Knesset Passes Sweeping Anti-terrorism Law

New law, which was backed by most parties, expands both the state’s counterterrorism powers and its definitions of terrorist organizations and terrorist acts. Law is 'draconian and unacceptable,' Arab parties say.

Palestinians throwing stones at Israeli troops in Bethlehem.
Palestinians throwing stones at Israeli troops in Bethlehem. AP

The Knesset gave final approval on Wednesday to a new counterterrorism law, which significantly expands both the state’s counterterrorism powers and its definitions of terrorist organizations and terrorist acts. 

The law was supported by most of the parties in the Knesset, with the exception of Meretz and the Arab parties' Joint List, which termed it "draconian and unacceptable."

The new law – which applies only inside Israel, not in the West Bank – is an omnibus that combines most provisions of existing counterterrorism law, thereby finally replacing numerous defense regulations enacted by the British Mandate more than 70 years ago. It was supported by most of the parties in the Knesset.

The legislation, which was promoted by Justice Minister Ayelet Shaked, stiffens the penalty for terrorist activity and for assisting in the commission of terrorist acts. For example, it provides for imprisonment for up to seven years for threatening to commit an act that, if it had been carried out, would have been punishable by a life sentence. The law also creates new terrorist offenses, including identifying with a terrorist organization, incitement to terrorism and failure to prevent a terrorist act.

Following the passage of the legislation, Justice Minister Shaked made reference to last week's terrorist attack at the Sarona complex in Tel Aviv and Sunday's attack at a gay nightclub in Orlando, Florida, saying: "The terrorist attacks in Orlando and Tel Aviv show more than ever that there is no reason for terrorism. There are excuses. It can only be vanquished through appropriate punishment and deterrence."

For the first time, the legislation also enshrines the use of various means to combat terrorism into law rather than through emergency regulations, including administrative detention and orders barring individuals from leaving the country. The new law authorizes law enforcement officials to hold suspects for 48 hours before being brought before a judge for the first time and before they can consult a lawyer. The law also allows the Shin Bet security service, on the approval of the prime minister, to conduct computerized surveillance of those suspected of having a connection to terrorist activity. The law also authorizes the expropriation of money and property from individuals and entities suspected of terrorism-related offenses.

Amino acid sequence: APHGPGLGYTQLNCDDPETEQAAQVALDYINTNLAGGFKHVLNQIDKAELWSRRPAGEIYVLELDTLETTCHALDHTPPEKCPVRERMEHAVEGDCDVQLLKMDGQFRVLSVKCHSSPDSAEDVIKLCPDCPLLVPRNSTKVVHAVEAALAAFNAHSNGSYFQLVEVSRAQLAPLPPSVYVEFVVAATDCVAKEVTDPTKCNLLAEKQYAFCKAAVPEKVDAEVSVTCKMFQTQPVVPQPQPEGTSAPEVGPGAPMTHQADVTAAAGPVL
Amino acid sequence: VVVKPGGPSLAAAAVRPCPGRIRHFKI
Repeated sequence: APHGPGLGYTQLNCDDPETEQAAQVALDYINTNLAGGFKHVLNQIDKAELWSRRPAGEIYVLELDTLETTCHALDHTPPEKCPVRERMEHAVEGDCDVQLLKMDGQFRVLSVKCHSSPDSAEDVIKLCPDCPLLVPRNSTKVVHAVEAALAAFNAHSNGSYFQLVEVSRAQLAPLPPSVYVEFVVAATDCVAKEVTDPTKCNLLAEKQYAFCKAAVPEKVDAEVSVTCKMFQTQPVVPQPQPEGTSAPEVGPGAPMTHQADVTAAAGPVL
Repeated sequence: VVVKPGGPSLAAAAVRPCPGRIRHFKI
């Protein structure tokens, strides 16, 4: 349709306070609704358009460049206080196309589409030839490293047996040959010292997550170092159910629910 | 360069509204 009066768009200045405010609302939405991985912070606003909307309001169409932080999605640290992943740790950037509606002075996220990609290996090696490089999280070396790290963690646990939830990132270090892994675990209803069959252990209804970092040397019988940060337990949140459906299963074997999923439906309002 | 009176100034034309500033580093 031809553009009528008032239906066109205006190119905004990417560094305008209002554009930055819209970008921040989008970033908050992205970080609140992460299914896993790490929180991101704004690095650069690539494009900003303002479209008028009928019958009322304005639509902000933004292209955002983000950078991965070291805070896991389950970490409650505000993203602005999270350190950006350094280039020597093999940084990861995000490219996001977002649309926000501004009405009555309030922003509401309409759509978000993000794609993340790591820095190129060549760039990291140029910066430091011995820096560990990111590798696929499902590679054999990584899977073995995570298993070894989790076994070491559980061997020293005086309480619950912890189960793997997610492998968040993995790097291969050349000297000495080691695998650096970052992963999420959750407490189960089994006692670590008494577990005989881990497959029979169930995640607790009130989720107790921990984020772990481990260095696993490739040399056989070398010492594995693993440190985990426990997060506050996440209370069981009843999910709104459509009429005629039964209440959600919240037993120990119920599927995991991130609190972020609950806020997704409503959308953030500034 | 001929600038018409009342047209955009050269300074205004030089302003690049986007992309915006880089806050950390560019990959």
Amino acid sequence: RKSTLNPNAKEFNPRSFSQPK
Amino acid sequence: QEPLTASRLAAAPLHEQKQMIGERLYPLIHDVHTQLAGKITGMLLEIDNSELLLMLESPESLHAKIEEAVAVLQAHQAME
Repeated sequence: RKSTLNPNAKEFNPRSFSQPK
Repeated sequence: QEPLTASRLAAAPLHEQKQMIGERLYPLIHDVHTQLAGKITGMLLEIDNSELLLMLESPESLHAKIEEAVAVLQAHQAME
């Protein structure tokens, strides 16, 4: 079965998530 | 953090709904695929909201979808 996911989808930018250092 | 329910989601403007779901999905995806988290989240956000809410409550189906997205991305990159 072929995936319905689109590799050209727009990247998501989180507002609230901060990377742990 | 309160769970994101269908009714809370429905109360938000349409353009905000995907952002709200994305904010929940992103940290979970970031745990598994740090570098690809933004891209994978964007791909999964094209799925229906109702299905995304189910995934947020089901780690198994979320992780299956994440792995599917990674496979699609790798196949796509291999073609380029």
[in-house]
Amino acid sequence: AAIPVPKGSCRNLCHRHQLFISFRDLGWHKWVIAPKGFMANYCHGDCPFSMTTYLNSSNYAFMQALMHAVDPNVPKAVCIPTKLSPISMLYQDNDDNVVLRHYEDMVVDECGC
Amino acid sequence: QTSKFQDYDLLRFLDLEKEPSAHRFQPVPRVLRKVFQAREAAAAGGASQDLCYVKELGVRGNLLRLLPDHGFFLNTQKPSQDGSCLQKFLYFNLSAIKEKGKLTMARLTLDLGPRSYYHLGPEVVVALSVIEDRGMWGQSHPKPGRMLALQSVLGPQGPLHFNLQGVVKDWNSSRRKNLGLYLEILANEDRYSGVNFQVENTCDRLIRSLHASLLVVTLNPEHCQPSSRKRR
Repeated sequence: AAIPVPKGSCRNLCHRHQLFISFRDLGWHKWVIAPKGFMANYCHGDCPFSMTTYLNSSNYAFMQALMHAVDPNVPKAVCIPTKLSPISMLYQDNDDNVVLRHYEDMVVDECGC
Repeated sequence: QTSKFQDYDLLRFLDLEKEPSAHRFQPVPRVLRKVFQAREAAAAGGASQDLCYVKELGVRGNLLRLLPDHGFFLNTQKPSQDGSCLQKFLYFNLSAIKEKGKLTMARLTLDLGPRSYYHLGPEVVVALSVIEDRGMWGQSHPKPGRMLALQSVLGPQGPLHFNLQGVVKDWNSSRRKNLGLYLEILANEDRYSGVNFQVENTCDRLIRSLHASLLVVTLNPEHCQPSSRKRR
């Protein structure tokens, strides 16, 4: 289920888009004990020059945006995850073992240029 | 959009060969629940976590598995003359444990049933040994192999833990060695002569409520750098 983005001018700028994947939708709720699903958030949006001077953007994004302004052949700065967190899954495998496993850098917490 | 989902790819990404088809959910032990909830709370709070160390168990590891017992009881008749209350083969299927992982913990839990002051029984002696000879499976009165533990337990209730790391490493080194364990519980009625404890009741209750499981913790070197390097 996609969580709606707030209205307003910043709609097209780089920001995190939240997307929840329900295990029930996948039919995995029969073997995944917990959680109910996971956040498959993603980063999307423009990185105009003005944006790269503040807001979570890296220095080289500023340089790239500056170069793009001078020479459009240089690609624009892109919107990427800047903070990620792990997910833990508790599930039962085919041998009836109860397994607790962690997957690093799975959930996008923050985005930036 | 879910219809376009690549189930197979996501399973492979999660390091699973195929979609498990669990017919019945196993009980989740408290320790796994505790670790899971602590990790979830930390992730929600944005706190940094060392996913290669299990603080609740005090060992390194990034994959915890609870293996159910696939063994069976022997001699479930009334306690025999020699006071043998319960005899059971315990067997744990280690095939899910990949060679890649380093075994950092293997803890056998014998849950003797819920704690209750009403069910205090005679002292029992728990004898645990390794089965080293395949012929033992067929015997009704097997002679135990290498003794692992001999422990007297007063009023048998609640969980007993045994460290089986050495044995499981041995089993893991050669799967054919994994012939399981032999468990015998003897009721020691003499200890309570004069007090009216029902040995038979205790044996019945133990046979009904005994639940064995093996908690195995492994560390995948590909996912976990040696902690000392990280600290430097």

Zionist Union casts vote in favor

Zionist Union, the largest opposition faction, voted for the law even though two major changes it had demanded weren’t made.

“It’s an important law,” explained Zionist Union MK Omer Bar-Lev. “Some of these counterterrorism regulations are from the time of the British Mandate, and it’s time to turn them into law.”

One clause to which his party objected would define members of a terrorist organization to include “passive members,” who play no active role in the organization’s activity, and allow them to be indicted. The other clause it deemed problematic would allow the defense minister to confiscate a terrorist organization’s property. Bar-Lev said Zionist Union doesn’t object to asset confiscation, but thinks this decision should be left to the courts – or at least an independent professional like the head of the Shin Bet security service – rather than to a politician.

“This is an Israeli Independence Day,” Knesset Constitution Committee Chairman Nissan Slomiansky declared when he presented the bill to the Knesset before the vote. “Sixty regulations from the days of King George are being abolished, and we’re applying Israeli law in their stead.”

Slomiansky said the new law “gives the defense establishment a great deal of power to fight terror, but also contains delicate balances so this power won’t be abused.”

The Arab parties’ Joint List, in contrast, opposed the bill, with MK Ahmad Tibi terming it “draconian and unacceptable.”

“You can demolish houses, arrest people, deport people, kill them and shoot them when they’re on the ground bleeding,” he said. “But you can’t suppress a nation’s desire to liberate itself from the occupation.”

Joint List Chairman Aymah Odeh said that when he looks at the bill, “I see panic, the panic of the final stage of all colonialism worldwide. The panic of the French at the end of the occupation of Algeria. I see the panic of the Americans in the final phase of the occupation of Vietnam.”

Odeh gibed that the law would define Israel itself as a terrorist, since Israel engages in security cooperation with the Palestinian Authority and members of the PLO, and by Israel’s definition, both the PA and the PLO are terrorist groups.

“The real terror is your occupation, which hasn’t yet ended,” he added.

MK Eyal Ben-Reuven (Zionist Union) said the law gives both the defense and the legal establishments important tools with which to fight terror, and he therefore supported it. Nevertheless, he said, he worries about how it will be implemented in practice, and urged that it be carried out with “judgment and restraint.”

Meretz Chairwoman Zahava Gal-On, whose party opposed the bill, said she supports the battle against terror, but this battle must be waged “effectively and morally,” without violating fundamental rights. The best way to fight terror, she argued, is to end the 49-year-old occupation, “which is the fuel and the motivation for terror.”